Paul V. Ferkul
Other affiliations: Universities Space Research Association
Bio: Paul V. Ferkul is an academic researcher from Glenn Research Center. The author has contributed to research in topics: Flame spread & Combustion. The author has an hindex of 17, co-authored 75 publications receiving 812 citations. Previous affiliations of Paul V. Ferkul include Universities Space Research Association.
Papers published on a yearly basis
TL;DR: In this article, an anomalous combustion of n-heptane droplets burning in microgravity is reported, and the authors hypothesize that the second-stage vaporization is sustained by low-temperature, soot-free, "cool-flame" chemical heat release.
Abstract: Experimental observations of anomalous combustion of n-heptane droplets burning in microgravity are reported. Following ignition, a relatively large n-heptane droplet first undergoes radiative extinction, that is, the visible flame ceases to exist because of radiant energy loss. But the droplet continues to experience vigorous vaporization for an extended period according to a quasi-steady droplet-burning law, ending in a secondary extinction at a finite droplet diameter, after which a vapor cloud rapidly appears surrounding the droplet. We hypothesize that the second-stage vaporization is sustained by low-temperature, soot-free, “cool-flame” chemical heat release. Measured droplet burning rates and extinction diameters are used to extract an effective heat release, overall activation energy, and pre-exponential factor for this low-temperature chemistry, and the values of the resulting parameters are found to be closer to those of “cool-flame” overall reaction-rate parameters, found in the literature, than to corresponding hot-flame parameters.
TL;DR: In this paper, the first results from isolated droplet combustion experiments performed on the International Space Station (ISS) were summarized, and the long durations of microgravity provided in the ISS enable the measurement of droplet and flame histories over an unprecedented range of conditions.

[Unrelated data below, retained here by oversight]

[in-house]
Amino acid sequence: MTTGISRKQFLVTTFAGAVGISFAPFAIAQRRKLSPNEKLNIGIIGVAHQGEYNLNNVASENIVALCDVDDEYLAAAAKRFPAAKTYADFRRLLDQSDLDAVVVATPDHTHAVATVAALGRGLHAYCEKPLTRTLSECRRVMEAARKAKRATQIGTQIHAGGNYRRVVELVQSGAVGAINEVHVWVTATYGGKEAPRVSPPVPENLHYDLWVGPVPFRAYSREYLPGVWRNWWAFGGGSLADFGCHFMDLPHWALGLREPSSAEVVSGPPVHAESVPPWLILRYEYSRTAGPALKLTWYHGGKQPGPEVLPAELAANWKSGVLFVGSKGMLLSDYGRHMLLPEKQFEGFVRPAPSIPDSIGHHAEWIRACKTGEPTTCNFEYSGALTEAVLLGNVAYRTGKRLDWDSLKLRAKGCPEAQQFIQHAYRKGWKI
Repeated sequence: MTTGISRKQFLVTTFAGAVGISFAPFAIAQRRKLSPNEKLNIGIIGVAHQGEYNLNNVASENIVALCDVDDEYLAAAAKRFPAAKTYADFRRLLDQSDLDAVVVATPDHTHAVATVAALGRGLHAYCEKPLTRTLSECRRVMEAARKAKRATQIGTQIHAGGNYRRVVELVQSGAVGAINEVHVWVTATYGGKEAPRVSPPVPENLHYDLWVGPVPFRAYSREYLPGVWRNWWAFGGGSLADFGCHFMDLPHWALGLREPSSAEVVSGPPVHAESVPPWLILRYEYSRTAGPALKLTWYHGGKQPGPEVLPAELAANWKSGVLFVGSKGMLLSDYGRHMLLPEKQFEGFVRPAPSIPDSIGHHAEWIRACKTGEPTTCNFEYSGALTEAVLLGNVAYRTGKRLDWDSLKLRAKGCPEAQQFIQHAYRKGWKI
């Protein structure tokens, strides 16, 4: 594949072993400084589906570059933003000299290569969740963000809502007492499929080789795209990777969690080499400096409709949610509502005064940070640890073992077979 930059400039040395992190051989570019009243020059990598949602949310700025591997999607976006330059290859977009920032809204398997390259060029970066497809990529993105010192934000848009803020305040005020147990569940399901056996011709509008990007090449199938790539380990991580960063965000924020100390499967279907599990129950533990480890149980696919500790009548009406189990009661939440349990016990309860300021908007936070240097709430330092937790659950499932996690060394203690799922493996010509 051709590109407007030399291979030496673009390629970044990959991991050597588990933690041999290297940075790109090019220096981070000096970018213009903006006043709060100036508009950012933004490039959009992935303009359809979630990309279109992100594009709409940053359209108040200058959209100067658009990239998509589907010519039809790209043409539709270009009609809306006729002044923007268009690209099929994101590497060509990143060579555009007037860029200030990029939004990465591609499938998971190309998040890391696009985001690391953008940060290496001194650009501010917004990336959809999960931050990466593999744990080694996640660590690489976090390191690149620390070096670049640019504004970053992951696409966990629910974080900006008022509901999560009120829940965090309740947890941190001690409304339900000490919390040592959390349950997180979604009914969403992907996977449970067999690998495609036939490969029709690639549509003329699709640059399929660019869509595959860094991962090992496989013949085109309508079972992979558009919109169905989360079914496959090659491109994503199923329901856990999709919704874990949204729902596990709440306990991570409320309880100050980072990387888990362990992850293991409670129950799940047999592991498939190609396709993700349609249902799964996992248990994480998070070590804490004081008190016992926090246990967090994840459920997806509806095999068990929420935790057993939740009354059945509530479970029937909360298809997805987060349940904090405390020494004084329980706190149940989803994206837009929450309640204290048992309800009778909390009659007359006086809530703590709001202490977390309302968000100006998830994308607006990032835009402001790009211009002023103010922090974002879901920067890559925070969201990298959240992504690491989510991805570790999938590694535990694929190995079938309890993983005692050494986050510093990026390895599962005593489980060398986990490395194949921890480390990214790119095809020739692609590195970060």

Abstract: This paper summarizes the first results from isolated droplet combustion experiments performed on the International Space Station (ISS). The long durations of microgravity provided in the ISS enable the measurement of droplet and flame histories over an unprecedented range of conditions. The first experiments were with heptane and methanol as fuels, initial droplet droplet diameters between 1.5 and 5.0 m m, ambient oxygen mole fractions between 0.1 and 0.4, ambient pressures between 0.7 and 3.0 a t m and ambient environments containing oxygen and nitrogen diluted with both carbon dioxide and helium. The experiments show both radiative and diffusive extinction. For both fuels, the flames exhibited pre-extinction flame oscillations during radiative extinction with a frequency of approximately 1 H z. The results revealed that as the ambient oxygen mole fraction was reduced, the diffusive-extinction droplet diameter increased and the radiative-extinction droplet diameter decreased. In between these two limiting extinction conditions, quasi-steady combustion was observed. Another important measurement that is related to spacecraft fire safety is the limiting oxygen index (LOI), the oxygen concentration below which quasi-steady combustion cannot be supported. This is also the ambient oxygen mole fraction for which the radiative and diffusive extinction diameters become equal. For oxygen/nitrogen mixtures, the LOI is 0.12 and 0.15 for methanol and heptane, respectively. The LOI increases to approximately 0.14 (0.14 O 2/0.56 N 2/0.30 C O 2) and 0.17 (0.17 O 2/0.63 N 2/0.20 C O 2) for methanol and heptane, respectively, for ambient environments that simulated dispersing an inert-gas suppressant (carbon dioxide) into a nominally air (1.0 a t m) ambient environment. The LOI is approximately 0.14 and 0.15 for methanol and heptane, respectively, when helium is dispersed into air at 1 atm. The experiments also showed unique burning behavior for large heptane droplets. After the visible hot flame radiatively extinguished around a large heptane droplet, the droplet continued to burn with a cool flame. This phenomena was observed repeatably over a wide range of ambient conditions. These cool flames were invisible to the experiment imaging system but their behavior was inferred by the sustained quasi-steady burning after visible flame extinction. Verification of this new burning regime was established by both theoretical and numerical analysis of the experimental results. These innovative experiments have provided a wealth of new data for improving the understanding of droplet combustion and related aspects of fire safety, as well as offering important measurements that can be used to test sophisticated evolving computational models and theories of droplet combustion.